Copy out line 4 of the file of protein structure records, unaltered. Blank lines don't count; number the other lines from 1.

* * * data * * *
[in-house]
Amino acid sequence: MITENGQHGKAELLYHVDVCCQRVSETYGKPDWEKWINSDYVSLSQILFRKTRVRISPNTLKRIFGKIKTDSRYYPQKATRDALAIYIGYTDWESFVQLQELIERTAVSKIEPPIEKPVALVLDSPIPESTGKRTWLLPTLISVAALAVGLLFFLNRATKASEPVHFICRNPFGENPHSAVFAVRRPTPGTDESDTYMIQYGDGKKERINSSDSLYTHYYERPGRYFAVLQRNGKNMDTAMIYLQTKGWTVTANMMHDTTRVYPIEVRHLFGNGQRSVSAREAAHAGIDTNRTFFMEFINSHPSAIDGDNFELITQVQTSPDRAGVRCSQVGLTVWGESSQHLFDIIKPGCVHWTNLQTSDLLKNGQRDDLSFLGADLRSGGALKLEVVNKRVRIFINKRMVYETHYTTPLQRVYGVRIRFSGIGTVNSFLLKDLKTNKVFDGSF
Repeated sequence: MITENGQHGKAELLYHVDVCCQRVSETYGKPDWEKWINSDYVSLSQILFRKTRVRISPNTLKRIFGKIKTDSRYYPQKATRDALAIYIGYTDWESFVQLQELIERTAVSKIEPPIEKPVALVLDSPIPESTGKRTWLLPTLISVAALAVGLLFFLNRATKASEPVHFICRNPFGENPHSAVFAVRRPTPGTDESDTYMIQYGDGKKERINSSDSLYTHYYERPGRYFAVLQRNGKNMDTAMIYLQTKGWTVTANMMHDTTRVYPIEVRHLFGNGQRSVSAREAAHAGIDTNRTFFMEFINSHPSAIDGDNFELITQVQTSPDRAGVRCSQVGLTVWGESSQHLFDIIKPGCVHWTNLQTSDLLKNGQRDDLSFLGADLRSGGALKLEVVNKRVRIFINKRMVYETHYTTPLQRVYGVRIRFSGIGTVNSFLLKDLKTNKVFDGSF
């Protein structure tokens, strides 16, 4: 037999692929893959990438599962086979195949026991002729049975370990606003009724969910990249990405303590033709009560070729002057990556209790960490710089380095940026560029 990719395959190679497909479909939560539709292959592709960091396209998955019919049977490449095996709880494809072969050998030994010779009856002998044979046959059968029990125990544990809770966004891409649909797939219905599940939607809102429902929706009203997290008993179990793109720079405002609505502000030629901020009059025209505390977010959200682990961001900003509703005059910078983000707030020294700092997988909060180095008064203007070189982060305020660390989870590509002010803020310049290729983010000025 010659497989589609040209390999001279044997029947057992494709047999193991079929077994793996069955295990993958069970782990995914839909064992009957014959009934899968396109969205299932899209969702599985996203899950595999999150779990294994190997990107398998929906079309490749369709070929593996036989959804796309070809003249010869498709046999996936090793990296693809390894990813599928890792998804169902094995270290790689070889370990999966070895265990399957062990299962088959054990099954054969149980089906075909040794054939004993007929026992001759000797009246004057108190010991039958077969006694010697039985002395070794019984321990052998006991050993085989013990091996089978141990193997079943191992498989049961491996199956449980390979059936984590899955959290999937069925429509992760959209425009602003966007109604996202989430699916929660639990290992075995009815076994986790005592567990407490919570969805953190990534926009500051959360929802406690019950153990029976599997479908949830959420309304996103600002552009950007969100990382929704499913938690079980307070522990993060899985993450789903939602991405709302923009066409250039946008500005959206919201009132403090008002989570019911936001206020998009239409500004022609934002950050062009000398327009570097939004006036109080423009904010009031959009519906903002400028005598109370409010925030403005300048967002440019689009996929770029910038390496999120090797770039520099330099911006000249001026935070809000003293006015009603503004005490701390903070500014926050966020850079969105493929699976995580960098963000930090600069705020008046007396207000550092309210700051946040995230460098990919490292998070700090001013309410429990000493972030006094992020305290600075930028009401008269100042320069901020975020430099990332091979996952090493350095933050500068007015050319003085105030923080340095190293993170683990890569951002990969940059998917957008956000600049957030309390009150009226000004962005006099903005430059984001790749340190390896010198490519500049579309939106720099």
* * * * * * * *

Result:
């Protein structure tokens, strides 16, 4: 037999692929893959990438599962086979195949026991002729049975370990606003009724969910990249990405303590033709009560070729002057990556209790960490710089380095940026560029 990719395959190679497909479909939560539709292959592709960091396209998955019919049977490449095996709880494809072969050998030994010779009856002998044979046959059968029990125990544990809770966004891409649909797939219905599940939607809102429902929706009203997290008993179990793109720079405002609505502000030629901020009059025209505390977010959200682990961001900003509703005059910078983000707030020294700092997988909060180095008064203007070189982060305020660390989870590509002010803020310049290729983010000025 010659497989589609040209390999001279044997029947057992494709047999193991079929077994793996069955295990993958069970782990995914839909064992009957014959009934899968396109969205299932899209969702599985996203899950595999999150779990294994190997990107398998929906079309490749369709070929593996036989959804796309070809003249010869498709046999996936090793990296693809390894990813599928890792998804169902094995270290790689070889370990999966070895265990399957062990299962088959054990099954054969149980089906075909040794054939004993007929026992001759000797009246004057108190010991039958077969006694010697039985002395070794019984321990052998006991050993085989013990091996089978141990193997079943191992498989049961491996199956449980390979059936984590899955959290999937069925429509992760959209425009602003966007109604996202989430699916929660639990290992075995009815076994986790005592567990407490919570969805953190990534926009500051959360929802406690019950153990029976599997479908949830959420309304996103600002552009950007969100990382929704499913938690079980307070522990993060899985993450789903939602991405709302923009066409250039946008500005959206919201009132403090008002989570019911936001206020998009239409500004022609934002950050062009000398327009570097939004006036109080423009904010009031959009519906903002400028005598109370409010925030403005300048967002440019689009996929770029910038390496999120090797770039520099330099911006000249001026935070809000003293006015009603503004005490701390903070500014926050966020850079969105493929699976995580960098963000930090600069705020008046007396207000550092309210700051946040995230460098990919490292998070700090001013309410429990000493972030006094992020305290600075930028009401008269100042320069901020975020430099990332091979996952090493350095933050500068007015050319003085105030923080340095190293993170683990890569951002990969940059998917957008956000600049957030309390009150009226000004962005006099903005430059984001790749340190390896010198490519500049579309939106720099």